My husband Jim and I went on a little excursion today to see Bidwell Point in western Glenn County. Bidwell Point is a large hill overlooking the town of Elk Creek, just on the other side of Stony Creek. We were thinking about climbing to the top, but the access road was posted “No Trespassing”, and besides, it was a hot afternoon, so instead we just took a picture.
John Bidwell explored this area in the summer of 1844, at the request of Thomas O. Larkin, the American consul at Monterey, who wanted to find a land grant for his children. Together with one Indian guide, Bidwell traveled by horseback up the Sacramento Valley on the west side of the river. At the present site of Colusa he turned west and traveled across the hot, dry plain until he reached Stony Creek, in the foothills of the Coast Range. Here they met Indians who had never seen a white man before. They followed the creek downstream (northward).
“To our surprise, the number of Indians increased to many hundreds. In half a day we passed seventeen large villages. They had evidently come from their permanent villages and made their temporary homes by this fresh flowing stream. These Indians certainly proved anything but hostile; they were evidently in great awe of us, but showed no signs of displeasure. There were hundreds before and behind us, and villages were made aware of our coming before we reached them.”
Ever careful of his safety, Bidwell took precautions for the night. Although the Indians seemed friendly, he didn’t want to leave himself exposed and possibly lose his horses or equipment. So he retreated to the top of what is now called Bidwell Point.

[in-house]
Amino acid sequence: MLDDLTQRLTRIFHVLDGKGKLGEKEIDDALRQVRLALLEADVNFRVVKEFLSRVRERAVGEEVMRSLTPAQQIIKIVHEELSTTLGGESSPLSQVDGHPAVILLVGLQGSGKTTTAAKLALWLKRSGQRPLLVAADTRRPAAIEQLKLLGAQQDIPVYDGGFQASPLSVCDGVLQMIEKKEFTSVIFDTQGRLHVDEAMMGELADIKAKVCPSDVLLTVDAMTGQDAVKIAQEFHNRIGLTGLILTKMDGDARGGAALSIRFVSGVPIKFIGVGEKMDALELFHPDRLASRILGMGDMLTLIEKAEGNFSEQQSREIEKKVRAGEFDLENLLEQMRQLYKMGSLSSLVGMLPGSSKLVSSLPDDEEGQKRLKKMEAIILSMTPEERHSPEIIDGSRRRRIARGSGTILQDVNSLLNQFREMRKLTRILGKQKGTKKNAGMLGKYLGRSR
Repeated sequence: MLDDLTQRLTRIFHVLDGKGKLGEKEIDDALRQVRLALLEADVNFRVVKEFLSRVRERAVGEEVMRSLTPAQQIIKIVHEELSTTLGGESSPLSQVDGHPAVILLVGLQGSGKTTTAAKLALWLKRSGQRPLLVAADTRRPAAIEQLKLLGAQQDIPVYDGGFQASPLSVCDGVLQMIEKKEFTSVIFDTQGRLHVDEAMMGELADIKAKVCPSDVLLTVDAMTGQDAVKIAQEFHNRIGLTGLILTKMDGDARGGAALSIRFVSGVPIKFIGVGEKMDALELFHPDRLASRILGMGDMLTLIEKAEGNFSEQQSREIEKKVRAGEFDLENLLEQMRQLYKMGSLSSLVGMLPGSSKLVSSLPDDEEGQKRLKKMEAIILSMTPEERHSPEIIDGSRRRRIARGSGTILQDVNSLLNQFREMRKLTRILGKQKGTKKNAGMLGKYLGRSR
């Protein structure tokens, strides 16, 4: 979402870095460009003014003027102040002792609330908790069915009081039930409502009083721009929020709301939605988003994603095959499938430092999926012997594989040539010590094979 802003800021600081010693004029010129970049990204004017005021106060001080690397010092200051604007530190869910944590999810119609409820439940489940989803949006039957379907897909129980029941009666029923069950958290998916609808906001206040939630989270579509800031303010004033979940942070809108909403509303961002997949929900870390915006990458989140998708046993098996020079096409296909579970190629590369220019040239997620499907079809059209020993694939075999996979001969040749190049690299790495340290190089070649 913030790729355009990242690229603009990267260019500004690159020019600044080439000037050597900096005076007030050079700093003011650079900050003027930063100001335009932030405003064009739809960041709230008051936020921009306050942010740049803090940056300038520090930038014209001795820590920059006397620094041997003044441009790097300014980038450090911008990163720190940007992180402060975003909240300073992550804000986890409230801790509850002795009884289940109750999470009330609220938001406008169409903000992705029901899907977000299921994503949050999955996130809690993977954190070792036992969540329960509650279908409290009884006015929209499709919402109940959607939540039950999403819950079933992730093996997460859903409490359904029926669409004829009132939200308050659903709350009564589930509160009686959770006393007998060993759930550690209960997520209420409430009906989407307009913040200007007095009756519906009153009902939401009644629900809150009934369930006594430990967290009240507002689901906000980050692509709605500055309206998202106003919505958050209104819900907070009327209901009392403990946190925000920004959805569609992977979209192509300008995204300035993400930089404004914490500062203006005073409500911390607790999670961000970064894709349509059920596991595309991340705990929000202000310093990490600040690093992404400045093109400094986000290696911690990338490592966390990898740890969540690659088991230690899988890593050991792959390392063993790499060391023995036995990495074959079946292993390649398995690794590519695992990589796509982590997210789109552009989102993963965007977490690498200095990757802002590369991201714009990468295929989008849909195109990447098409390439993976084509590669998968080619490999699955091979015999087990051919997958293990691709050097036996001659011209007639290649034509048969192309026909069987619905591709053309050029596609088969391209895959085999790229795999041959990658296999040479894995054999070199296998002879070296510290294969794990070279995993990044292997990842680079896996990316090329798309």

“Seeing a conical hill, I determined to make it my camp for the night. I now told the old Indian (through his guide) that I was going there to sleep, and that his people must all go to their villages and not come near me during the night.”
They barricaded the top of the hill with rocks and took turns keeping watch during the night. But not one Indian approached them, and the next day, which was the 4th of July, they proceeded northward. They came to a large Indian village with a dance house.
“It seemed a gala day with the Indians, or else they made it so for my especial benefit. Male and female were attired in their gayest costumes . . . and to round up the day’s festivities they got up the gayest and largest dance, accompanied by not unmusical chants, I ever saw or heard.”
Bidwell’s recollections form the third chapter in a history of Colusa County published in 1891.